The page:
Last month I attended the annual Digital Library Federation spring meeting and David Rumsey, renowned for his collection of historical maps, was one of the keynote speakers. Prompted by David Rumsey’s map ticker and what he said in passing about "moving among the maps" in Second Life, I’ve been brooding about the perceived lack of browsability in the digital library context. How would we "move among the books" in MBooks?
Posts tagged "HathiTrust"
You may have noticed that the links to Google Books in Mirlyn have a little more information lately. We have always provided links to online copies in both Google Book Search and MBooks. We're now using the Google API to provide links to any book in Mirlyn that is also in Google Book Search.
Over the past year we've been developing a new collection building tool to be used in conjunction with the MBooks "page-turning" application already available. This tool will allow users to create their own collections of MBooks items and view public collections created by others. Users will also be able to do full text searching across all items within a collection.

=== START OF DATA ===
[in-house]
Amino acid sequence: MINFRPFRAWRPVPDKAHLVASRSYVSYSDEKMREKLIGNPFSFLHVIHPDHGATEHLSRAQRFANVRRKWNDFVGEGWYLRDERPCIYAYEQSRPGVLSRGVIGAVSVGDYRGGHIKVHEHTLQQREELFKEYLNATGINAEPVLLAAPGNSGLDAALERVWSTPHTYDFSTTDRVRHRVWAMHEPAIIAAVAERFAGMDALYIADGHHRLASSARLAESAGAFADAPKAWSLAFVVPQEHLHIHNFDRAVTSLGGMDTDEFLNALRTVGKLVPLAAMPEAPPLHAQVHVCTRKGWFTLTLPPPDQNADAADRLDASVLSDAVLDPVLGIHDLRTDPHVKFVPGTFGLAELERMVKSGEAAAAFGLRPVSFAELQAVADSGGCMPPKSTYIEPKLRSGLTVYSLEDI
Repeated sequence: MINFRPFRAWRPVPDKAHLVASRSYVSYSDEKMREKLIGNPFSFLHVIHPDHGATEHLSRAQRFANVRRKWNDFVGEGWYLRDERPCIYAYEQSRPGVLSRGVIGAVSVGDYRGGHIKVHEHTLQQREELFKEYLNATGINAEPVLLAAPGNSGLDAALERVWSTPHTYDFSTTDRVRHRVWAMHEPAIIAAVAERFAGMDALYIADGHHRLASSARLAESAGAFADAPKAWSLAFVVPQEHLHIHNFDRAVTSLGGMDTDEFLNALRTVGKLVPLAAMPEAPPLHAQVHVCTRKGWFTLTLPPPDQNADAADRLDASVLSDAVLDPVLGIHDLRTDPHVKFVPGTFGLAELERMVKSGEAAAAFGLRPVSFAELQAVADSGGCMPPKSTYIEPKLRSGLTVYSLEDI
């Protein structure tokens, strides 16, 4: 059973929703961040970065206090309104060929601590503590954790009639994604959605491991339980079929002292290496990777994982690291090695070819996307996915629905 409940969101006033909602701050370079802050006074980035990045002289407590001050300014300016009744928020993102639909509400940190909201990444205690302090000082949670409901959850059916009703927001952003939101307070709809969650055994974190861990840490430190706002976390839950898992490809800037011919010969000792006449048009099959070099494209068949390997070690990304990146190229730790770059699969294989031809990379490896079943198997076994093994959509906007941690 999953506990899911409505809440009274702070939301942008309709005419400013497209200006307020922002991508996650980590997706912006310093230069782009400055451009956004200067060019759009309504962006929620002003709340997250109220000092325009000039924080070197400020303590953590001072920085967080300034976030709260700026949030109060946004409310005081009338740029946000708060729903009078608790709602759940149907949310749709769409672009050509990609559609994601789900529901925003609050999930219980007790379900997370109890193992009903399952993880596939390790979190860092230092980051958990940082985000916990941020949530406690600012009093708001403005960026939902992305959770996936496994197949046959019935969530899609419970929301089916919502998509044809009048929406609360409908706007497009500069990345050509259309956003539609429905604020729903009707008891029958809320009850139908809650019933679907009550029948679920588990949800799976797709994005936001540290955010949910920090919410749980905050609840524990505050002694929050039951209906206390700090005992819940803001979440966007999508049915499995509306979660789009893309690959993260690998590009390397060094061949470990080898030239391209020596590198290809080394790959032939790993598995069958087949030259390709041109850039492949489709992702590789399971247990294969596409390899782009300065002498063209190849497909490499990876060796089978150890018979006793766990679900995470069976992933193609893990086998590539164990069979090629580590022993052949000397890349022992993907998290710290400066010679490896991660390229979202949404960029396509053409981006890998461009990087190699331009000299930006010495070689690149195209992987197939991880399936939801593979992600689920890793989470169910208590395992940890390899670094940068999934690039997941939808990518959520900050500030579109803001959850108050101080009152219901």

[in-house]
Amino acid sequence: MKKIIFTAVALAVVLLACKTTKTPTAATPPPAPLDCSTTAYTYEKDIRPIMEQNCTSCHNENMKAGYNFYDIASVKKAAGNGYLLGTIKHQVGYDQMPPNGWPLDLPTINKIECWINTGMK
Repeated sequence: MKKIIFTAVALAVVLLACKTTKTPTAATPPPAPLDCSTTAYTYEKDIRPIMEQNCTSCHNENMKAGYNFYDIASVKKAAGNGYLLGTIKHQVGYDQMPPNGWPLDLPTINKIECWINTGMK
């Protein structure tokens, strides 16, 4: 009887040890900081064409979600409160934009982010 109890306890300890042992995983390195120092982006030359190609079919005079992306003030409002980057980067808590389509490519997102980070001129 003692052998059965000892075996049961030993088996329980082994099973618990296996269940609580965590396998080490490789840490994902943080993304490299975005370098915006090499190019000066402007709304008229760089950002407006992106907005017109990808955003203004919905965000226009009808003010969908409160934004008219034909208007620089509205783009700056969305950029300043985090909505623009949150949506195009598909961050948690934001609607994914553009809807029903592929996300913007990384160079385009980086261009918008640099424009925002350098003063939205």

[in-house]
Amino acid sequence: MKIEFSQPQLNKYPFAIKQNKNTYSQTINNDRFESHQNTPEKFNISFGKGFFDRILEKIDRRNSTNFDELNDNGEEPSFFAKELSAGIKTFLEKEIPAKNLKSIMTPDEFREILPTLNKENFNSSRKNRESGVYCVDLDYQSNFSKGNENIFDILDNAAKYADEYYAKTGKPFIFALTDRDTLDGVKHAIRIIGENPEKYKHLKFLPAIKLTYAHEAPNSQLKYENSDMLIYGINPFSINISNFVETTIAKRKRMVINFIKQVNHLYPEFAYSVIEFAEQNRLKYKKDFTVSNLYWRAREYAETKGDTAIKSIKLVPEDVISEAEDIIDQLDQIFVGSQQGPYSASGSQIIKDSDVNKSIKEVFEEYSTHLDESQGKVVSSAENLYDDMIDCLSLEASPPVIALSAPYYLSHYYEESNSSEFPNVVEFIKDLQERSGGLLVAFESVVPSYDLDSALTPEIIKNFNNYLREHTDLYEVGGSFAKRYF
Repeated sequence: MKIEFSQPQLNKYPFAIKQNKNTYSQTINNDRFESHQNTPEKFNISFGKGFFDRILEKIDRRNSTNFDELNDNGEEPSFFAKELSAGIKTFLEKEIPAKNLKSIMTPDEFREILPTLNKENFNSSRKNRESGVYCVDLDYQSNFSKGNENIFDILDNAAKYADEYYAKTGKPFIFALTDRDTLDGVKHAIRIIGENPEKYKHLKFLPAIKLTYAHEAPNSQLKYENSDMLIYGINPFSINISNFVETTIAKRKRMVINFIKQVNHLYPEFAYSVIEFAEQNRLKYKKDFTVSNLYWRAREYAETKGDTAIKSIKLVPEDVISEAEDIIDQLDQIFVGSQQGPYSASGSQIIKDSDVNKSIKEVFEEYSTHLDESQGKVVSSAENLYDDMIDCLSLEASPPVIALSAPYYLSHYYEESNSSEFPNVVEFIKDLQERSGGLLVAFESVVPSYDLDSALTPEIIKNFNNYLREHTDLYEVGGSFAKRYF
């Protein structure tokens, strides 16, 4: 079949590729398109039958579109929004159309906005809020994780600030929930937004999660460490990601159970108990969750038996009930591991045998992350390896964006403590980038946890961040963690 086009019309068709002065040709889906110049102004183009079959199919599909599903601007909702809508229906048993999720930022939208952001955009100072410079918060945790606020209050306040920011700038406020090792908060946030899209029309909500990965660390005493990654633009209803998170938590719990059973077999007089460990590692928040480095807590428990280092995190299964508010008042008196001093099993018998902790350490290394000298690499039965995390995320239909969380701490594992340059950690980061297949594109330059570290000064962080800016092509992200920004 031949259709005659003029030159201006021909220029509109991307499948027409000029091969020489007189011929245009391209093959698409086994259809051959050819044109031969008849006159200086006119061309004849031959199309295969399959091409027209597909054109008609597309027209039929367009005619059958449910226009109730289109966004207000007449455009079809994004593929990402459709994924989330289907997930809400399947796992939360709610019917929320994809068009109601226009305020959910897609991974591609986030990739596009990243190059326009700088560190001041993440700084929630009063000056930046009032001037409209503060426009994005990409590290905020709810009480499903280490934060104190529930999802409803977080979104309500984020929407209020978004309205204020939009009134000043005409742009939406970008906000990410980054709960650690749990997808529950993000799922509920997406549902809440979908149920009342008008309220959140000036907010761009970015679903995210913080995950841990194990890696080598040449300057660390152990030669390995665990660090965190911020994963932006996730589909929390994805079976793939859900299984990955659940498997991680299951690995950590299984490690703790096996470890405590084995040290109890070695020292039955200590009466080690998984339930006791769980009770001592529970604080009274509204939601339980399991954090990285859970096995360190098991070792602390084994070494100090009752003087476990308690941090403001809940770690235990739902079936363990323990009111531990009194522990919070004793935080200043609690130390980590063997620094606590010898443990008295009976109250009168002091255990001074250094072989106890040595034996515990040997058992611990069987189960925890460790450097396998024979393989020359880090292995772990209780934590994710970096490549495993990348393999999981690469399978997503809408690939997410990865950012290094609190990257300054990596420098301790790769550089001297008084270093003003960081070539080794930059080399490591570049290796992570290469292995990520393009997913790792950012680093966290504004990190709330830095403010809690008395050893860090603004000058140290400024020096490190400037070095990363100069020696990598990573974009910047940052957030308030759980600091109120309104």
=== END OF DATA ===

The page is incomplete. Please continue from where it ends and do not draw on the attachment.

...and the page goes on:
We get questions from MBooks users (most recently from dfulmer in the comments to this post) about how to link to pages, what the URL parameters such as "num" and "seq" mean, and other questions about links and page numbers.
At the University of Michigan Library, in partnership with Google, we have been busily scanning our collections. This opens up lots of possibilities, including an exciting one that launches today: search the full text of a book from within Mirlyn, the library's catalog.
As is well known, we are digitizing all the bound volumes in our library, including books in copyright. I don't want to address the legal issues surrounding the digitization itself, but instead discuss uses of these materials after digitization. We do not show any part of in-copyright books in MBooks, leading people to wonder why we even bother to digitize them. We can answer that question in a number of ways.
MBooks is a partnership between the University of Michigan and Google, Inc. to digitize the entire print collection of the University Library. The digitized collection, called MBooks, is searchable in the library catalog, Mirlyn, as well as in Google Book Search. Full-text of works that are out of copyright or in the public domain are available.
Page 5 of 5